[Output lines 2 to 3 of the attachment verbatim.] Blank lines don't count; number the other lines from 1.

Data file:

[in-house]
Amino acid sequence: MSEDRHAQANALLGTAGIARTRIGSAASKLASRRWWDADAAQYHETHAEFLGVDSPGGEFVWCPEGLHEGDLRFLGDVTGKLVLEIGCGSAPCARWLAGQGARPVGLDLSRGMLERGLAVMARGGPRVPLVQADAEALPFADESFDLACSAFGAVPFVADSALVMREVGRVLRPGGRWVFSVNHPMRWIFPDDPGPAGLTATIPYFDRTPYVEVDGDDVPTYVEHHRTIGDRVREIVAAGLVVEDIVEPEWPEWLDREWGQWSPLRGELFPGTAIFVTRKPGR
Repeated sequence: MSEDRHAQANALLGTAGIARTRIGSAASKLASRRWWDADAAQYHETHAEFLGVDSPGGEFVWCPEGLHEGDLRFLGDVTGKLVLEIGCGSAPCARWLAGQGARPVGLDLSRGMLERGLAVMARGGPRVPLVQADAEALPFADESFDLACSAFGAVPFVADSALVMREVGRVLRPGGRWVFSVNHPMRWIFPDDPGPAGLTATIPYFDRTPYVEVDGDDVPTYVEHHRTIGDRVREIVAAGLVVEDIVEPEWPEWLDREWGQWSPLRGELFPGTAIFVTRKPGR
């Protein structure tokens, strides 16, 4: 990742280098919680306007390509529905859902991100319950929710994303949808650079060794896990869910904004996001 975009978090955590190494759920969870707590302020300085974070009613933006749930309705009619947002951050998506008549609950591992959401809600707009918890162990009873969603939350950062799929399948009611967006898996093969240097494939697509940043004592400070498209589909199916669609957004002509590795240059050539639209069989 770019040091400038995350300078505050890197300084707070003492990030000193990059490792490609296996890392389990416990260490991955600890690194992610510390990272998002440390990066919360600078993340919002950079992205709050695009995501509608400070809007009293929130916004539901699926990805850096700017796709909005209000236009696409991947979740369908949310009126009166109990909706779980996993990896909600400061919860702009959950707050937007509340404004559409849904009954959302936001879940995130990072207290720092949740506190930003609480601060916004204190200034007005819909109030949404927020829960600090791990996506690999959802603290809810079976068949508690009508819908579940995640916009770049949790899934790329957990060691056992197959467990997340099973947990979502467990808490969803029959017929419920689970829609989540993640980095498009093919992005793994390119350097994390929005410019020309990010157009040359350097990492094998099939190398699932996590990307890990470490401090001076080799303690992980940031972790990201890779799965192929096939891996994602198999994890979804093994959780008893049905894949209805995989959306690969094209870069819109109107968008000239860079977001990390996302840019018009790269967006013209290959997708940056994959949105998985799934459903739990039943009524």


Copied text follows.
Amino acid sequence: MSEDRHAQANALLGTAGIARTRIGSAASKLASRRWWDADAAQYHETHAEFLGVDSPGGEFVWCPEGLHEGDLRFLGDVTGKLVLEIGCGSAPCARWLAGQGARPVGLDLSRGMLERGLAVMARGGPRVPLVQADAEALPFADESFDLACSAFGAVPFVADSALVMREVGRVLRPGGRWVFSVNHPMRWIFPDDPGPAGLTATIPYFDRTPYVEVDGDDVPTYVEHHRTIGDRVREIVAAGLVVEDIVEPEWPEWLDREWGQWSPLRGELFPGTAIFVTRKPGR
Repeated sequence: MSEDRHAQANALLGTAGIARTRIGSAASKLASRRWWDADAAQYHETHAEFLGVDSPGGEFVWCPEGLHEGDLRFLGDVTGKLVLEIGCGSAPCARWLAGQGARPVGLDLSRGMLERGLAVMARGGPRVPLVQADAEALPFADESFDLACSAFGAVPFVADSALVMREVGRVLRPGGRWVFSVNHPMRWIFPDDPGPAGLTATIPYFDRTPYVEVDGDDVPTYVEHHRTIGDRVREIVAAGLVVEDIVEPEWPEWLDREWGQWSPLRGELFPGTAIFVTRKPGR